Mary, Did You Know?

“Mary, did you know? The blind will see. The deaf will hear. And the dead will live again. The lame will leap. The dumb will speak the praises of the lamb. Mary, did you know that your baby boy is lord of all creation? Did you know that your baby boy will one day rules the nations? Did you know that your baby boy is heavens perfect lamb? This sleeping child you’re holding is the great I am.”

“Mary Did You Know?” a Christmas song written by Mark Lowry and Buddy Greene, 1997, recorded by numerous music artists

“When God chooses Mary as the instrument, when God wants to enter this world in the manger in Bethlehem, this is not an idyllic family occasion, but rather the beginning of a complete reversal, a new ordering of all things on this earth.”

Dietrich Bonhoeffer, German theologian and Christian martyr

            For devotions at the November Session meeting, Mike played a beautiful rendition of the song “Mary Did You Know?” by country-folk singer Kathy Mattea. As I closed my eyes and allowed the music to wash over me, I immediately had this image of Mary holding her newborn child.  And I wondered as does the song’s vocalist, “Mary, did you know?”

            Sure, the angel Gabriel told her she would give birth to the Son of God.  And yes, Mary, responds by saying, “Here am I, the servant of the Lord; let it be with me according to your word,” and then a few days later sings of praises to God. But did she know? Did she fully understand the role she had been chosen to fulfill? Did this 12-year-old peasant Jewish girl fully realize that she was to be the mother of God in human form. Did she fully see herself as the mother of Jesus, the one who would turn the world upside down through his life in ministry to the poor and downtrodden, his death on the cross and resurrection over sin?    

            
            In Luke 2:17-19 we learn that after the shepherds visit (in which they retell their encounter with the angels), “Mary treasured all these words and pondered them in her heart.”  Mary embraced the message and yet still pondered the full meaning of the message for her and her child. 

        A few verses and many years later, we read that the family takes the annual trip to Jerusalem for the festival of the Passover.  When the festival ended, the family headed back home to Galilee but Jesus, who was now 12, stayed behind in Jerusalem. Mary and Joseph realize Jesus is not with them and they frantically go back to Jerusalem to look for their son.  Mary finds Jesus in the temple listening to the teachers and asking them questions. When Mary explains that she and Joseph have been frantically looking for him, Jesus says, “Why were you searching for me? Did you not know that I must be in my Father’s house?” Mary and Joseph don’t understand what Jesus is saying and eventually the family returns home and Jesus is a good and obedient son. And Mary, the gospel writer says, “treasured all these things in her heart.”  Mary treasured her son’s growth and maturity and yet still may not have fully understood the depths of who her son would become and what her son would do.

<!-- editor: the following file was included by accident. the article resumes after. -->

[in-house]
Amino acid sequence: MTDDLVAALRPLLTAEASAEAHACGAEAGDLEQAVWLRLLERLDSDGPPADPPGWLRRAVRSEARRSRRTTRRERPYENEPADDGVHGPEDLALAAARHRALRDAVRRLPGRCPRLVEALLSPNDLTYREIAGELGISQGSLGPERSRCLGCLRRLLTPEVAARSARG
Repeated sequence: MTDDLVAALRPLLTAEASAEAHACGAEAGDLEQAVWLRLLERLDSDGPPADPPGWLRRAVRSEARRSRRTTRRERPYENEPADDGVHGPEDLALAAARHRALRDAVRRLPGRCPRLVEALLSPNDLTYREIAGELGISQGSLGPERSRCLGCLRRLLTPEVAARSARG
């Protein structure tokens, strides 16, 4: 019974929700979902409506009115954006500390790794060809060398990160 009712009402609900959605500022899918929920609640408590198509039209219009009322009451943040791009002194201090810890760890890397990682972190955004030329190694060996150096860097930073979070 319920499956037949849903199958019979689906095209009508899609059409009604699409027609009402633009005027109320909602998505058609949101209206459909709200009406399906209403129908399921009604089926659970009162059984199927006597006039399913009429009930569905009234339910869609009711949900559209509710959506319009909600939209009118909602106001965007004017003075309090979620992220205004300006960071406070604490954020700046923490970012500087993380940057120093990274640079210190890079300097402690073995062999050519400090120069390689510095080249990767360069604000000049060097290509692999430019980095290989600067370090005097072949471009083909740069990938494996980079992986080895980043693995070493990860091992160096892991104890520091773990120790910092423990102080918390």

While Mary knew Jesus was a gift from God destined for amazing things, I wonder if she really knew her son would suffer and die at the hands of those she was close to, her cousins, neighbors, friends, rabbis.  It’s hard for any mother or parent to think about their own children’s fate. I can’t imagine that given the nature of things in those biblical days that Mary could fathom what Jesus would endure, of what God would do for all people out of a selfless and sacrificing act of love.

   

        In the book and film “The River Runs Through It” there is a great scene where the old Presbyterian preacher says in a Sunday sermon on I Corinthians (the classic passage about love), that “You can love completely without complete understanding.” Maybe what Mary knew or didn’t know is not so much important as how she responded to her calling to be the deliver of the Christ child, the bearer of transformation for the world.

        Mary may have (understandably) pondered and wondered about the baby she was holding in her arms, about the child she was raising in the poor town of Galilee. And yet even when she might not have had all the answers or seen fully the future that lay ahead for her son, she still clung to her faith and her glorious love for God. “God has shown strength with his arm; scattered the proud in the thoughts of their hearts; brought down the powerful from their thrones and lifted up the lowly, filled the hungry with good things and sent the rich away empty.” Mary loved completely without complete understanding.

        May we also do the same as Mary in the midst of our preparation and pontification during this Advent season.

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